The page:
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2021 is Going to Get Personal

If you’re anything like me, the start of a new year represents a time to reflect, re-prioritize, and identify how I want to focus my time and energy. In doing so this year, I began thinking about my team; how we work together; how we collaborate; how I’m assisting them day in and day out; how we communicate individually and as a team; the support they need and so much more.

The exercise was a good one and resulted in the following four things that I think will be critical for any leader to focus on in 2021.


We are used to hyper-personalized information in every aspect of our lives. There are so many examples we experience every day: who we follow and what we see on social media; the shows and movies Netflix recommends based on our previous viewing; to what Amazon recommends based on previous purchases. The examples are endless. But for some reason, we don’t seem to apply the same level of personalization at work. Why? No two employees are alike, so why in the world should we think that we can treat them the same? Now, more than ever, is a time to really get to know the people we work with. Doing so will allow us to know how to best relate to them, communicate with them, connect with them, coach them and develop them.

Ask for feedback (and act on it!)

Providing feedback to others is an important and regular part of being a leader. Employees want and need feedback and want to receive it frequently which is why concepts like real-time or continuous performance feedback have become so popular. But a part of this concept that I think is often overlooked is making sure leaders proactively ask for feedback from those who work around them: feedback about something you are working on; feedback about a project; feedback on a meeting; feedback about an initiative, etc. Doing so will not only help you understand what others think and what additional ideas they might have, but it will also make them feel that their input is valued and that their ideas matter.

Be more intentional and planful in 1:1s

1:1 check-ins are common and familiar for most leaders and can play an important part in making sure that there is alignment and clarity around the work that needs to be done. That said, I would argue that, often, these meetings are not as effective as they could be. Why? Because we are all so busy that we rarely take the time to plan and prepare for what needs to be discussed. Taking a few minutes ahead of time to build an agenda will ensure that you are using your time wisely and focusing in on the right things. And don’t forget to make sure that you give the other participant a chance to add to the agenda. Check-ins are as much for them as they are for you!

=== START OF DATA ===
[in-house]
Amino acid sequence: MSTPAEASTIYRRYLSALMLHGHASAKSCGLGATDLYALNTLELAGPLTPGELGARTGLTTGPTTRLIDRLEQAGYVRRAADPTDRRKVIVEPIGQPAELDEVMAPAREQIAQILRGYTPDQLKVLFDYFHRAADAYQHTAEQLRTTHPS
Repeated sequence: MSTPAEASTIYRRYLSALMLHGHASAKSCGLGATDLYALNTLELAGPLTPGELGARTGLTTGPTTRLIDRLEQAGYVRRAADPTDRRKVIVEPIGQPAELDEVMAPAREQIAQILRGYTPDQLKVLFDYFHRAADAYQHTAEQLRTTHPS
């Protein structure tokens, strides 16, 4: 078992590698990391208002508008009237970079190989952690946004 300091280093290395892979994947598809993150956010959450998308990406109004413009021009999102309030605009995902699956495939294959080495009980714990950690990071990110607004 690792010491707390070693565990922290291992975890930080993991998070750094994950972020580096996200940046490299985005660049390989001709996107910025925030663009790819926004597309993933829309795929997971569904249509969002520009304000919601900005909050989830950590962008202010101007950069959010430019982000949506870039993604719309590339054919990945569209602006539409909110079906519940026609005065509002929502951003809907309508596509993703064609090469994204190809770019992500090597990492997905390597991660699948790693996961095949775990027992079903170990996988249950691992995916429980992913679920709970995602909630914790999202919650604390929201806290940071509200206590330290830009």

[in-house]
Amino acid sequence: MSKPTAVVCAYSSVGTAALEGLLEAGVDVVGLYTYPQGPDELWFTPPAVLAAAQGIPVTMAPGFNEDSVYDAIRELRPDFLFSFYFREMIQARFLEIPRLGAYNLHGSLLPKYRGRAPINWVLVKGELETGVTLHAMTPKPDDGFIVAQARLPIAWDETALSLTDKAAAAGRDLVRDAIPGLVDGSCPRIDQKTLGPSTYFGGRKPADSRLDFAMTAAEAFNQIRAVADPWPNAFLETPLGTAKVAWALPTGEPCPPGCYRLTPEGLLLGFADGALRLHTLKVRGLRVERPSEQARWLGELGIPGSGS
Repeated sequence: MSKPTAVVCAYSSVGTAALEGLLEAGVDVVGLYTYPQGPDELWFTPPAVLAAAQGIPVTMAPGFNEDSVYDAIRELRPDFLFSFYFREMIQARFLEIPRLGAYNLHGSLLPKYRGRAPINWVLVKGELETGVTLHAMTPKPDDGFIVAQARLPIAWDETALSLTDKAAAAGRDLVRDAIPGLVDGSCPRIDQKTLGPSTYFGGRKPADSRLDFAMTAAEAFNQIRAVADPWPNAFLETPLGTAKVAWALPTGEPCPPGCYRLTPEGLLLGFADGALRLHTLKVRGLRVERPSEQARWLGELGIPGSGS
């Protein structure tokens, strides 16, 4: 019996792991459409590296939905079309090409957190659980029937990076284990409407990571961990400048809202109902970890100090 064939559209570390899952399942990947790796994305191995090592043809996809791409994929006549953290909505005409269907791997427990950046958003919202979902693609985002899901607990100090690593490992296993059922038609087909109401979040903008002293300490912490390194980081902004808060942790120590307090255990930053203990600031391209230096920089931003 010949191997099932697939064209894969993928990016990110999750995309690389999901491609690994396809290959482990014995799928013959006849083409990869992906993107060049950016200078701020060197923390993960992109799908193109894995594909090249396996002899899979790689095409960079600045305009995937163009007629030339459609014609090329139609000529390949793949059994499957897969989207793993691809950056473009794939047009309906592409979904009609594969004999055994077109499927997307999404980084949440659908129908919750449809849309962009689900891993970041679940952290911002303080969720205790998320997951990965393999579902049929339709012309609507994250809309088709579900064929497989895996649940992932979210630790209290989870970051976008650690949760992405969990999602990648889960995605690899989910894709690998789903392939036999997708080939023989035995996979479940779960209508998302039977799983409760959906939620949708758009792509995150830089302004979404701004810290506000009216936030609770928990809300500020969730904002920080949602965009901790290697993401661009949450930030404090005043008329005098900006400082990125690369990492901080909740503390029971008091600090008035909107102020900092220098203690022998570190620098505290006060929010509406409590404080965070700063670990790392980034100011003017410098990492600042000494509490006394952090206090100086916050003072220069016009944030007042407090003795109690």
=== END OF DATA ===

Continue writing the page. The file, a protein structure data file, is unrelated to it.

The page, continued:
Focus on the team, not just the individuals

Just like individuals have specific traits, characteristics and personalities, so do teams. Understanding the dynamics that exist will not only help you understand why the team is functioning the way it is, but it will also shed light on what may be missing within your team. From the way they interact, to the strengths they bring to the table, to the way they support each other, there is much to be learned. With this knowledge in hand, you will be much better prepared to build and develop a highly functioning team of complimentary individuals.

I printed these priorities out at the beginning of January and have them on my office wall as constant reminder. With nearly a month into 2021, things are going well but I’m keeping my eye on the end game. I look forward to the end of the year when I can review my goals and see the impact these important changes have had on my personal growth, my team’s cohesiveness and overall performance.

Provide managers and leaders the guidance they need to hyper-personalize every interaction

Kevin Sessions joined TalentQuest in 2000. As Chief Executive Officer, Kevin is responsible for overall business management, growth strategy and the delivery of TalentQuest’s integrated talent solutions. His oversight includes sales, marketing, public relations, channel partnerships, and the direction and development of the company’s talent management software suite. Over the course of his career, Kevin has been instrumental in the growth of many companies through strategic planning, effective teambuilding, market and competitive analysis, designing and implementing sales and marketing programs, establishing channel partnerships, and other related brand-development efforts. Prior to joining TalentQuest, he served as Vice President of Business Development and Sales for WebRoomz, a provider of Web-based housing management software.

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